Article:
I come to the conclusion when writing or blogging a thought or an idea to be honest. When I write my words are a result from something traumatic in my life. These moments are like reflections. Just like one would see a reflection in a mirror, words for a blogger/writer are just as such. I find myself staring more and more at my words which are very emotional, raw, powerful and sometimes painful. Sometimes these emotions can be very difficult to face. It’s especially difficult putting yourself out on social media where the trolls thrive. I often ask myself “is it worth the risk?”
“It’s not wise to be on social media when having an episode”
Too Much Noise: There’s too much noise on social media particularly Twitter. Twitter is a place where people dealing with mental illness or disorder uses to express themselves. It’s in our nature to give out advice whether that advice is wanted or not. We live in a time where its custom to share our every aspect of our lives. For someone who is dealing with mental illness or disorder our thought process isn’t always easily articulated in a way for those who don’t understand the difference between a person with mental illness is venting, ranting or crying out for help. In which case the intent is often lost.
“It is wise to learn the difference between, venting, ranting & cry for help”
Hello Chum: I am a manic depressive. I refer to my disorder as my “Chum” because it’s a causal way of disarming people from judging. Usually when people see my Chum reference they offer up their experiences with dealing with mental disorder. When in the midst of a full-on breakdown that last thing, I want is advice on how to manage my episodes. The gesture of prayers are good, powerful but can be reckless. The reality is not all people share the same religious background. When offering up or expression such thoughtfulness, make sure the person is ready to receive. Sharing such thoughtfulness to someone who isn’t religious or share the same views can also be another trigger. Prayers isn’t a cure to mental illness or disorder.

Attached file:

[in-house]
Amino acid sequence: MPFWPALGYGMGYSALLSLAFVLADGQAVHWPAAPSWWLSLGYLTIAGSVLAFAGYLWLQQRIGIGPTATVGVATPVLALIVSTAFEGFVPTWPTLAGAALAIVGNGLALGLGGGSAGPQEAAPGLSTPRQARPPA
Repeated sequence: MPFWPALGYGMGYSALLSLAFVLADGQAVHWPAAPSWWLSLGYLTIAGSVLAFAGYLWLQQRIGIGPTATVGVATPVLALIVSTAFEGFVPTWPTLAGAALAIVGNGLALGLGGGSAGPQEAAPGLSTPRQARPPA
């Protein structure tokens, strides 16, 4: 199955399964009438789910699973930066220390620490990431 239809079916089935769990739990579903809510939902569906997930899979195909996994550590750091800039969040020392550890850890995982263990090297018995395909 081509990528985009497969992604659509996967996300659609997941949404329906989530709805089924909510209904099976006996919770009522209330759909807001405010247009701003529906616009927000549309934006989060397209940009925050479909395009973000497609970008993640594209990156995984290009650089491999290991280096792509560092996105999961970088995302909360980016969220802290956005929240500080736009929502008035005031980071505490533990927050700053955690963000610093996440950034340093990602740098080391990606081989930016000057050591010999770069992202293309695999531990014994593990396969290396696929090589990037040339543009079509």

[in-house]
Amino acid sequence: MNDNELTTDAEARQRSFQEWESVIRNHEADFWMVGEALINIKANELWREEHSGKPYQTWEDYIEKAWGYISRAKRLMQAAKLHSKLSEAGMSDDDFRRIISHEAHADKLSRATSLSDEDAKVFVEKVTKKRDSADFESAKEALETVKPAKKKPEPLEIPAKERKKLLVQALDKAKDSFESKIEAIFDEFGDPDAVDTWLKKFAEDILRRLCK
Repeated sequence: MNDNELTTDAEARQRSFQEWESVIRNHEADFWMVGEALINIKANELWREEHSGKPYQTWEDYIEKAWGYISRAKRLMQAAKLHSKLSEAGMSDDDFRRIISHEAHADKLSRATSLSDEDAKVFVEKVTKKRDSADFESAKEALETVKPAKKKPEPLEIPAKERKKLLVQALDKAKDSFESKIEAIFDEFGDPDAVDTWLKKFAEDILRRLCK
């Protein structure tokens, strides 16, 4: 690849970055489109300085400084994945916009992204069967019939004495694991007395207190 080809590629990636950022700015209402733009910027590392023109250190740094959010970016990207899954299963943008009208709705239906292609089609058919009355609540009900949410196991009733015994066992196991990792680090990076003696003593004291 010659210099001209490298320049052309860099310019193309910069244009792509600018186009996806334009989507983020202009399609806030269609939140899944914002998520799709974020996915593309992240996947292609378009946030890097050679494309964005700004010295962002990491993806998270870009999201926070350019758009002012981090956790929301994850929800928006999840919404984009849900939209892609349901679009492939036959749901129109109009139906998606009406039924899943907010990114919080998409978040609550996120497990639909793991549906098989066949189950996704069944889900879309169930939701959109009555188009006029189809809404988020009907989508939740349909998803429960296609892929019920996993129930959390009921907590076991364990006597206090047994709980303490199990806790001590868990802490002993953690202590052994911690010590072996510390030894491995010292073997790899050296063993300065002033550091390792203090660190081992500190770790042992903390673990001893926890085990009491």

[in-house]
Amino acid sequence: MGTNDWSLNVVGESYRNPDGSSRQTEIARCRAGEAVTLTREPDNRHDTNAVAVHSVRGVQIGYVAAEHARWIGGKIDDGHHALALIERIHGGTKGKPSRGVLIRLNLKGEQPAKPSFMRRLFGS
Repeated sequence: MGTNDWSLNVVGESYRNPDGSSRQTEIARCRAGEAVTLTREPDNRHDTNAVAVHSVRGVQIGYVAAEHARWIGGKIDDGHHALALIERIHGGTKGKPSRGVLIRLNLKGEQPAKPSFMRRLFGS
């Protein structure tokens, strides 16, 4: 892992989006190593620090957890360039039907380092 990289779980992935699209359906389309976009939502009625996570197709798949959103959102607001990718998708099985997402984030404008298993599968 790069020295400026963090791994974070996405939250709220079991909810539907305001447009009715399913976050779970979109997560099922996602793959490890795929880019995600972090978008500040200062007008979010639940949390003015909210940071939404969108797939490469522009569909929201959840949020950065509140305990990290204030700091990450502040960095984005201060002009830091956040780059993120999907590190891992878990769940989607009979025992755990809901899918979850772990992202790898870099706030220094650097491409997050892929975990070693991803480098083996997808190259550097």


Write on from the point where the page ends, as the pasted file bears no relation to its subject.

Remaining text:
“Don’t tell someone struggling with mental illness or disorder false truths.”
“Prayers isn’t a cure for Mental Health, Mental Illness or Mental Disorder”
Avenues For Derailing: There’s a few avenues I turn to when trying to derail my manic episode. Writing and Music. For some social media is their outlet. Don’t look at it as a cry for help. Before you comment, know the signs. Know the difference between venting, ranting and a cry for help. Expressing frustration is one way to help heal and cope with mental illness or disorder. When someone who has mental illness reach out via social media the best thing is to LISTEN. Don’t jump to conclusions and start calling the local police to do a wellness check. Don’t offer any words of encourage unless the person is willing to receive OR you have a personal relationship in which case giving advice, words of encouragement or even taking the necessary steps to help derail a manic episode is appreciated. Most people aren’t religious so offering up prayers or should I say referencing prayers will cure all isn’t very helpful. That kind of engaging can be dangerous. Just go with the notion, that if you don’t understand what a person is saying don’t response or don’t engage.
Navigating the Darkness: Nicole Carmen is a few blogger who struggles with mental illness. Her website “Navigating Darkness” follows her lifestyle as she copes with mental health. Nicole has been featured blogger, and she is also a publicized mental health advocated. If you have any questions, Nicole is happy to answer.
Education is the best way to understand how people who suffers from mental health issues navigate through the dark. After reading this blog, I’m happy to answer any questions.
That is all.